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A Journey to South India

My learnings about culture, tradition, language, and humility

What I learnt during my eight years in Tamil Nadu, I could never have learnt in twenty years in Kashmir.

If I recall, it was 3rd August 2009 when I landed at Chennai airport for the first time for my MPhil registration at Pondicherry Central University. As soon I came out from the airport, I began asking everyone, from pedestrians to cab drivers to street vendors, that ‘Bhai sahib Pondicherry bus kahan se mile ge’. But to my bad luck none of them could understand my words. I stood for one hour at the road side looking for possible help. In the meantime, I saw a running auto without any passengers, and like a bat out of hell, I waved at the driver. How to go to Pondicherry University? I asked him to which he replied “Bus Stand”? “No! Pondicherry University”, I repeated. If I quote his words exactly, he said ‘Pondicherry-aaa, going bus stand wokay, three hour journey, Pondicherry bus YAC non YAC yavailable’. I sat in his auto and for the entire 30 minutes or so, I enjoyed his broken english and ‘funny’ pronunciations.

By around 4 pm, I reached CMBT Chennai bus stand where I could hear conductors yelling Pondy, Pondy, Pondy. I approached one of the agents to ask him if the bus was going to Pondicherry. He replied ‘Pondicherry going-aaa, come, seat yavailable’. While travelling, I noticed the local music played in the bus was so loud and piercing. It was as if there were too many speakers installed in the bus. A passenger sitting next to me was talking on phone. The only word I could understand from his conversation was ‘sorry’ and he repeated it several times. I was impressed by his humility and I speechlessly started cursing the person on the other side of the phone for his cruel and unforgiving nature. However, lately I came to know that it was not ‘sorry’ but ‘sari’ meaning okay in Tamil.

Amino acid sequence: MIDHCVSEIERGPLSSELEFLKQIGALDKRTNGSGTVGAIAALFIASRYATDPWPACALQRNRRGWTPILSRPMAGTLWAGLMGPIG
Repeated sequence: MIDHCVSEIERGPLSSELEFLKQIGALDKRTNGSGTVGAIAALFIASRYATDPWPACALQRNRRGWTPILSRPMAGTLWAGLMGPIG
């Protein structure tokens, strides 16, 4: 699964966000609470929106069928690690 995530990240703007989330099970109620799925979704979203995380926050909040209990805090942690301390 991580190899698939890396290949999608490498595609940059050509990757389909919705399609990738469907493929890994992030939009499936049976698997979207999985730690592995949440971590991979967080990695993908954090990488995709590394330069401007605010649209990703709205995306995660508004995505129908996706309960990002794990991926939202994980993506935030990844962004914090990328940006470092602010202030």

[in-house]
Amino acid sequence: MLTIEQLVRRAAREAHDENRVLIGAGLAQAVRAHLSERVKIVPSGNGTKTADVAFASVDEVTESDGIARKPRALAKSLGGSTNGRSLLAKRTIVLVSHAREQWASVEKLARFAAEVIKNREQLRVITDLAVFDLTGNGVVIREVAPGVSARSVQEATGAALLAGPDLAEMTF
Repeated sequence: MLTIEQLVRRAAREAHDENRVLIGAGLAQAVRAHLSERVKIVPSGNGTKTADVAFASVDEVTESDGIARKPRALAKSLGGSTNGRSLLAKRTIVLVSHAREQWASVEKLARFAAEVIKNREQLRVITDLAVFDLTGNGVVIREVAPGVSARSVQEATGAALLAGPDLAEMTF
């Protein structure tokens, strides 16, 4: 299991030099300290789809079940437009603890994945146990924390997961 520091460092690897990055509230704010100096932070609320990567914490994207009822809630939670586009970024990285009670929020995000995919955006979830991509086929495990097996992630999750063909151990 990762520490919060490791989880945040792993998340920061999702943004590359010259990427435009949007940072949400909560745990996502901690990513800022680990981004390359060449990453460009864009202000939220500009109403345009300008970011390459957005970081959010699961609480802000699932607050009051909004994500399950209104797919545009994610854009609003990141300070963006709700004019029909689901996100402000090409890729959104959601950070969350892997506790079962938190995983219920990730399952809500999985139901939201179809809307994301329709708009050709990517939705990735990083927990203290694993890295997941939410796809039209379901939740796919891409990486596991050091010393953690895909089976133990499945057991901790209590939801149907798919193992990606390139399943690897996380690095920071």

Around 7:50 pm, I reached Pondicherry bus stand. Because, I had no friends at Pondicherry University, I decided to stay in hotel for that night. I asked few pedestrians and shopkeepers ‘bhai sahib, yehan pe koi hotel nazdeek mai hai kya’; but unfortunately no one could understand my words again. Time was running fast and so did my heartbeats. While standing out all alone, one of the bikers stopped nearby and asked me ‘where going-aaa? Scared with his physical appearance, with a long and dishevelled hair, tattered dress, missing footwear and with bike that was as old as black & white television, I replied with a babbling voice ‘I am waiting for my friends’. Again he asked, ‘Where from coming-aaa. I said, Kashmir.